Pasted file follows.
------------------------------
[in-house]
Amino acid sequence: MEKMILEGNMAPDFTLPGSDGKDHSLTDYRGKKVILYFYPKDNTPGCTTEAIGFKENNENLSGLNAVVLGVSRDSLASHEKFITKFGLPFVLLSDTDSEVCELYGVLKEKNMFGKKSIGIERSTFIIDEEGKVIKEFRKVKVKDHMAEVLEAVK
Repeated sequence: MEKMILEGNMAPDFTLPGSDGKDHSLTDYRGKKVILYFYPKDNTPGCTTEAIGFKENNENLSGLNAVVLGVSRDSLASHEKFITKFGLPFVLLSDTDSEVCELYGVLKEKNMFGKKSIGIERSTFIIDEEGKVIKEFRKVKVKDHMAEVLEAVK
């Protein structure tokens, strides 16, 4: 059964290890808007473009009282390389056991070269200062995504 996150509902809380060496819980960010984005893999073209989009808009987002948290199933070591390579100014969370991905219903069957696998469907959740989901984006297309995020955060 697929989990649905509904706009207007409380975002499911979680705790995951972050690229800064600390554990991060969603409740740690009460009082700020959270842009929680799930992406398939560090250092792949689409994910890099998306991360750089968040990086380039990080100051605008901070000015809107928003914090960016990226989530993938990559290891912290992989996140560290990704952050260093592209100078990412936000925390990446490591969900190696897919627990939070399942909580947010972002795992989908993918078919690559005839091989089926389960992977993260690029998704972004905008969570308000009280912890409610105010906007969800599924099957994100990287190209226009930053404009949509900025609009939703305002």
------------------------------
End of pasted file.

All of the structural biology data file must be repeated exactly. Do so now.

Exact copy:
[in-house]
Amino acid sequence: MEKMILEGNMAPDFTLPGSDGKDHSLTDYRGKKVILYFYPKDNTPGCTTEAIGFKENNENLSGLNAVVLGVSRDSLASHEKFITKFGLPFVLLSDTDSEVCELYGVLKEKNMFGKKSIGIERSTFIIDEEGKVIKEFRKVKVKDHMAEVLEAVK
Repeated sequence: MEKMILEGNMAPDFTLPGSDGKDHSLTDYRGKKVILYFYPKDNTPGCTTEAIGFKENNENLSGLNAVVLGVSRDSLASHEKFITKFGLPFVLLSDTDSEVCELYGVLKEKNMFGKKSIGIERSTFIIDEEGKVIKEFRKVKVKDHMAEVLEAVK
């Protein structure tokens, strides 16, 4: 059964290890808007473009009282390389056991070269200062995504 996150509902809380060496819980960010984005893999073209989009808009987002948290199933070591390579100014969370991905219903069957696998469907959740989901984006297309995020955060 697929989990649905509904706009207007409380975002499911979680705790995951972050690229800064600390554990991060969603409740740690009460009082700020959270842009929680799930992406398939560090250092792949689409994910890099998306991360750089968040990086380039990080100051605008901070000015809107928003914090960016990226989530993938990559290891912290992989996140560290990704952050260093592209100078990412936000925390990446490591969900190696897919627990939070399942909580947010972002795992989908993918078919690559005839091989089926389960992977993260690029998704972004905008969570308000009280912890409610105010906007969800599924099957994100990287190209226009930053404009949509900025609009939703305002």